An intensifying national battle over critical race theory (“CRT”) has spilled into the country’s educational and legislative systems. This battle is not really about the academic concept of CRT, but an attack on important, good efforts to teach about the role of systemic and institutionalized racism in our society. This is an attempt to place a gag-order on any public discourse that acknowledges the institutions of slavery, Jim Crow, restrictions on voting rights, or redlining, to name a few. Governments should not be told how to train their employees. This is a fundamental attack on the free speech rights of local government. Policymakers across local, state, and national levels are attempting to penalize local agencies for discussing systemic racism. This pushback is not new. It sits within a historical pattern of conservative legislation as a response to the collective success of democratic organizing. We saw this after the triumphs of the Civil Rights Movement as well as most recently in the aftermath of the murder of George Floyd and the multiracial uprising of 25 million people across the world led by Black Lives Matter.

Now, Wisconsin legislators have weaponized distortions of CRT to deny our history. This is an extension of former President Trump’s executive order prohibiting training on racism and sexism as an attempt to paint racism as only individual and not systemic (which has since been reversed by President Joe Biden). We know that the overwhelming majority of Americans believe that systemic racism and racial discrimination are a major problem in our country. The organization Race Forward conducted research to show that the term “systemic racism” was used more times in the media following the murder of George Floyd than in the last 30 years combined. This bill is a response to the wide-ranging and growing recognition of how systemic racism shapes almost every life outcome in our country.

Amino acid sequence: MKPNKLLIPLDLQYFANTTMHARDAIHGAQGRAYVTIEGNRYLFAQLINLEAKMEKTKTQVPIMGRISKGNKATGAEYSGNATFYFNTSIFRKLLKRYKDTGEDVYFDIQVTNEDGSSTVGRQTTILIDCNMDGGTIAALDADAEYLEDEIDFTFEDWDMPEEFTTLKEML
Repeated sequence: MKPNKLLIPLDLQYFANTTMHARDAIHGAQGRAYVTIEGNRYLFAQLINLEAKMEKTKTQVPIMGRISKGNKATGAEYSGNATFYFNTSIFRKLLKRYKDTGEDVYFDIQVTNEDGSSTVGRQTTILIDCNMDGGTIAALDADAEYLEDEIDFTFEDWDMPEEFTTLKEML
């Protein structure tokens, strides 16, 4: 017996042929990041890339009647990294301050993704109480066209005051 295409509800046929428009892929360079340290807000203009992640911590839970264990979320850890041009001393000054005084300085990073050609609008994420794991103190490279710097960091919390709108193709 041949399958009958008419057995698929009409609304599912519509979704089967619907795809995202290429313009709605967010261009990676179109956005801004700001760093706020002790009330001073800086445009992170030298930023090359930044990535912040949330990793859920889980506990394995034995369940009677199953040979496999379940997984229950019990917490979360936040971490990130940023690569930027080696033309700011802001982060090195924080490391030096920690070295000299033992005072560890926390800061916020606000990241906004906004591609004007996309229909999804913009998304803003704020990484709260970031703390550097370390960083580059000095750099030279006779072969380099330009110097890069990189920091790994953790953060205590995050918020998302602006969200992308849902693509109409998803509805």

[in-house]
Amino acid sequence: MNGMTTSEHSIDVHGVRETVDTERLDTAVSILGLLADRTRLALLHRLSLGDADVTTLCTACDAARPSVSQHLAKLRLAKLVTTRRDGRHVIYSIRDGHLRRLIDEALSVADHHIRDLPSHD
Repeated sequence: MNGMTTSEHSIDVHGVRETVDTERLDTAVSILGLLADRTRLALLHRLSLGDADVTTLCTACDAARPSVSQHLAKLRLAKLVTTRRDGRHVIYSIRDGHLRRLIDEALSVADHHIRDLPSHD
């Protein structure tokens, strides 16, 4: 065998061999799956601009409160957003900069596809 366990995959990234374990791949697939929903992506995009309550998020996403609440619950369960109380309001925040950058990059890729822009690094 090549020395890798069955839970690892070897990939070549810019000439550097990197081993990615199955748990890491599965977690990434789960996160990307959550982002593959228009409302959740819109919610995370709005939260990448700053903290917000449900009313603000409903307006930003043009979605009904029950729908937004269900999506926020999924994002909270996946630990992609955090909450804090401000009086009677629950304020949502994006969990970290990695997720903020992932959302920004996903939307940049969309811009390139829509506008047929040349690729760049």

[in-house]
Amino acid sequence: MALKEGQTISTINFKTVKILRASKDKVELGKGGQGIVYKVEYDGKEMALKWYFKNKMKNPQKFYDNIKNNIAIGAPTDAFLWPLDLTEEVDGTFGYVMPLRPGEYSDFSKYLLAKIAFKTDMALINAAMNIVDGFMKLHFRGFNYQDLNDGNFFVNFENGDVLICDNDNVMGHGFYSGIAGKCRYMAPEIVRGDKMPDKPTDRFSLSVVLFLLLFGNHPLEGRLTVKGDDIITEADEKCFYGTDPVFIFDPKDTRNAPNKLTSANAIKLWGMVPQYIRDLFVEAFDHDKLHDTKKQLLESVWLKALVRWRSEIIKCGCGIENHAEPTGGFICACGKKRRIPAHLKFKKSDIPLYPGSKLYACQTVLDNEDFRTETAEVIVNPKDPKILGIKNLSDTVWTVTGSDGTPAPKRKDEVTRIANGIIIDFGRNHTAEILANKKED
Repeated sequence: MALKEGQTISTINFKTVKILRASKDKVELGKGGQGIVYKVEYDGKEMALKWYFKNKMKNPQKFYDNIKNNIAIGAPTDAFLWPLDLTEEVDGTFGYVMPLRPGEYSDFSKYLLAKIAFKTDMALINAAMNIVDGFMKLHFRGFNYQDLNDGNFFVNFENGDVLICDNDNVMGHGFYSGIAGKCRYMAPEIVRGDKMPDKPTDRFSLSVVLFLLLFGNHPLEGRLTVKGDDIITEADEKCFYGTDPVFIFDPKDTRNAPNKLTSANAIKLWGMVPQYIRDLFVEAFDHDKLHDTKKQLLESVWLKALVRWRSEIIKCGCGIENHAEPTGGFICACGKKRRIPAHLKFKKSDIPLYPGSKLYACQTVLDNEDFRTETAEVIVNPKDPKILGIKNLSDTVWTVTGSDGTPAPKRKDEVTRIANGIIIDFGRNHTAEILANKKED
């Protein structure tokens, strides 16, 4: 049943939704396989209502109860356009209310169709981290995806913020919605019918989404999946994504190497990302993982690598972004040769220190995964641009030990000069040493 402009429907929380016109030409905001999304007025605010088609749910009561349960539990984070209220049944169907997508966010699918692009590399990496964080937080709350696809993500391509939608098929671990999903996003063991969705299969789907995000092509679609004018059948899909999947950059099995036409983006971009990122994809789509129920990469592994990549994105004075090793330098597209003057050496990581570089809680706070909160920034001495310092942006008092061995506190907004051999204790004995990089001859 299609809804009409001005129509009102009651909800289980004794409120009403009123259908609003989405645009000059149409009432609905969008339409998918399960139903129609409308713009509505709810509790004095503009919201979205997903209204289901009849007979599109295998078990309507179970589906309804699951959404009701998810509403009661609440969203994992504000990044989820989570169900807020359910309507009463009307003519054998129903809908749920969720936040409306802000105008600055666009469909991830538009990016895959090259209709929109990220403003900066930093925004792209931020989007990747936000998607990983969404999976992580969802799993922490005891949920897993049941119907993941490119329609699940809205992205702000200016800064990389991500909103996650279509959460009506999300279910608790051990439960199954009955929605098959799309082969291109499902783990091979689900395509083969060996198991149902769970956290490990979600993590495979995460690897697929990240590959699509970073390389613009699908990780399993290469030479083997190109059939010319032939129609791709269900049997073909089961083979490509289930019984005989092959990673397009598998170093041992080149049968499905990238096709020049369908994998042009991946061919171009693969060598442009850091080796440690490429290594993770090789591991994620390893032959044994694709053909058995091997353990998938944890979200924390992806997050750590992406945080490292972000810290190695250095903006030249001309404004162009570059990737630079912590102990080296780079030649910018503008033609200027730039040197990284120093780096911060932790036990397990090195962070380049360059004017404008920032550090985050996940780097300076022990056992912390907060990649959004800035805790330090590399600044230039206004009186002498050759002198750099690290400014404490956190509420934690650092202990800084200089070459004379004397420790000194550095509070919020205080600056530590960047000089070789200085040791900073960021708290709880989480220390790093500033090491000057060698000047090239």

On January 20, during his first day in office, President Biden rescinded the executive order banning racial equity training and replaced it with one to advance racial equity. In response, legislators across the country have introduced upwards of 26 state legislative bills banning racial equity work in government and education.

Now, Wisconsin joins the list of states with legislation preventing local government from training against systemic racism, and threatening cuts in State aid. Assembly Bill 414 does not mention critical race theory but claims to prohibit "race or sex stereotyping" in training provided to employees of local and state government. The bill includes a potential 10% cut in shared revenue payments for political subdivisions that violate its provisions, yet another attack on local control.

These legislative attacks on educating about systemic racism are meant to distract us from working to create racially equitable systems, which benefit all Wisconsin residents. This legislation would have us avoid or ignore inclusive perspectives of our shared history and experiences. This is not the way forward. We must focus on having honest and courageous conversations about race in our neighborhoods, government, and workplaces. This is how we work towards developing a safe, just, and equitable society.

If you want to join me in contacting your state legislators about this issue, you can find their contact information here:

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Category: Equity